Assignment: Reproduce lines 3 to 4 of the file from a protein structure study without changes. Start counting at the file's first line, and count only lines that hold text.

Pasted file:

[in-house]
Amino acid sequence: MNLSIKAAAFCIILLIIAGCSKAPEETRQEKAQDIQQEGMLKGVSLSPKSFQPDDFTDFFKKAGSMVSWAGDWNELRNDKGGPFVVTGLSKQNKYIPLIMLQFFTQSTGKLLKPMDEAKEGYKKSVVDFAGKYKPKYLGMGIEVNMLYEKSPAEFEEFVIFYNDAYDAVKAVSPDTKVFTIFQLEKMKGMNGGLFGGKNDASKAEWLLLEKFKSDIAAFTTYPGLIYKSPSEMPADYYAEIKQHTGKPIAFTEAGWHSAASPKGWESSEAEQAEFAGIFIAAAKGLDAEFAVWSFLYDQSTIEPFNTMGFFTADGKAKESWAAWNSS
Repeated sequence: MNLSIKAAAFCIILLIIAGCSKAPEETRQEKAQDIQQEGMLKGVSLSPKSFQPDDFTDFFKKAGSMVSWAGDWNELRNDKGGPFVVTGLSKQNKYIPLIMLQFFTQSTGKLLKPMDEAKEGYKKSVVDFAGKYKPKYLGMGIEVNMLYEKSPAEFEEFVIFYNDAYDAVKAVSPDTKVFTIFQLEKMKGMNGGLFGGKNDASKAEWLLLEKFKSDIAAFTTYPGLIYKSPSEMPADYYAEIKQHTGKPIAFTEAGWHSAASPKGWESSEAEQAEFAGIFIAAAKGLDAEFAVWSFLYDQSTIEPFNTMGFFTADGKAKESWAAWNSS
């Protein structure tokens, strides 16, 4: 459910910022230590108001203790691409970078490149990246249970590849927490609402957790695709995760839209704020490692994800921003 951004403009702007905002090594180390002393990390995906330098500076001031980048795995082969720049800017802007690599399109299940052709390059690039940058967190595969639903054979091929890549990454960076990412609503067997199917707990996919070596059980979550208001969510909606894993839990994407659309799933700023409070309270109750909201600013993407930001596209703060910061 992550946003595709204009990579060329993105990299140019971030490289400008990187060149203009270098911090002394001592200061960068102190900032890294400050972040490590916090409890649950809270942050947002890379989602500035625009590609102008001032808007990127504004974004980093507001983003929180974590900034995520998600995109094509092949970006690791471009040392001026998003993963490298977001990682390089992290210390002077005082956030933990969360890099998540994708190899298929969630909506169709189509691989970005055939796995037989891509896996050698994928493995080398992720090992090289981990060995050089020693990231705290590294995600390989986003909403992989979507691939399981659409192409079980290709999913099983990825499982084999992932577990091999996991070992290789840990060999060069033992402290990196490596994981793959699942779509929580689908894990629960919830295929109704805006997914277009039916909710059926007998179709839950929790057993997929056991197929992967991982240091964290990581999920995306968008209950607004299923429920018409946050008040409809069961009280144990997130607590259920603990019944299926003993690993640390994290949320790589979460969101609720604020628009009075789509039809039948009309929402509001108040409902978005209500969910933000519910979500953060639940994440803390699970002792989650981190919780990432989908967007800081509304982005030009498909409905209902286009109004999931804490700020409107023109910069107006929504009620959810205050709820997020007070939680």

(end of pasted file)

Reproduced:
Repeated sequence: MNLSIKAAAFCIILLIIAGCSKAPEETRQEKAQDIQQEGMLKGVSLSPKSFQPDDFTDFFKKAGSMVSWAGDWNELRNDKGGPFVVTGLSKQNKYIPLIMLQFFTQSTGKLLKPMDEAKEGYKKSVVDFAGKYKPKYLGMGIEVNMLYEKSPAEFEEFVIFYNDAYDAVKAVSPDTKVFTIFQLEKMKGMNGGLFGGKNDASKAEWLLLEKFKSDIAAFTTYPGLIYKSPSEMPADYYAEIKQHTGKPIAFTEAGWHSAASPKGWESSEAEQAEFAGIFIAAAKGLDAEFAVWSFLYDQSTIEPFNTMGFFTADGKAKESWAAWNSS
């Protein structure tokens, strides 16, 4: 459910910022230590108001203790691409970078490149990246249970590849927490609402957790695709995760839209704020490692994800921003 951004403009702007905002090594180390002393990390995906330098500076001031980048795995082969720049800017802007690599399109299940052709390059690039940058967190595969639903054979091929890549990454960076990412609503067997199917707990996919070596059980979550208001969510909606894993839990994407659309799933700023409070309270109750909201600013993407930001596209703060910061 992550946003595709204009990579060329993105990299140019971030490289400008990187060149203009270098911090002394001592200061960068102190900032890294400050972040490590916090409890649950809270942050947002890379989602500035625009590609102008001032808007990127504004974004980093507001983003929180974590900034995520998600995109094509092949970006690791471009040392001026998003993963490298977001990682390089992290210390002077005082956030933990969360890099998540994708190899298929969630909506169709189509691989970005055939796995037989891509896996050698994928493995080398992720090992090289981990060995050089020693990231705290590294995600390989986003909403992989979507691939399981659409192409079980290709999913099983990825499982084999992932577990091999996991070992290789840990060999060069033992402290990196490596994981793959699942779509929580689908894990629960919830295929109704805006997914277009039916909710059926007998179709839950929790057993997929056991197929992967991982240091964290990581999920995306968008209950607004299923429920018409946050008040409809069961009280144990997130607590259920603990019944299926003993690993640390994290949320790589979460969101609720604020628009009075789509039809039948009309929402509001108040409902978005209500969910933000519910979500953060639940994440803390699970002792989650981190919780990432989908967007800081509304982005030009498909409905209902286009109004999931804490700020409107023109910069107006929504009620959810205050709820997020007070939680």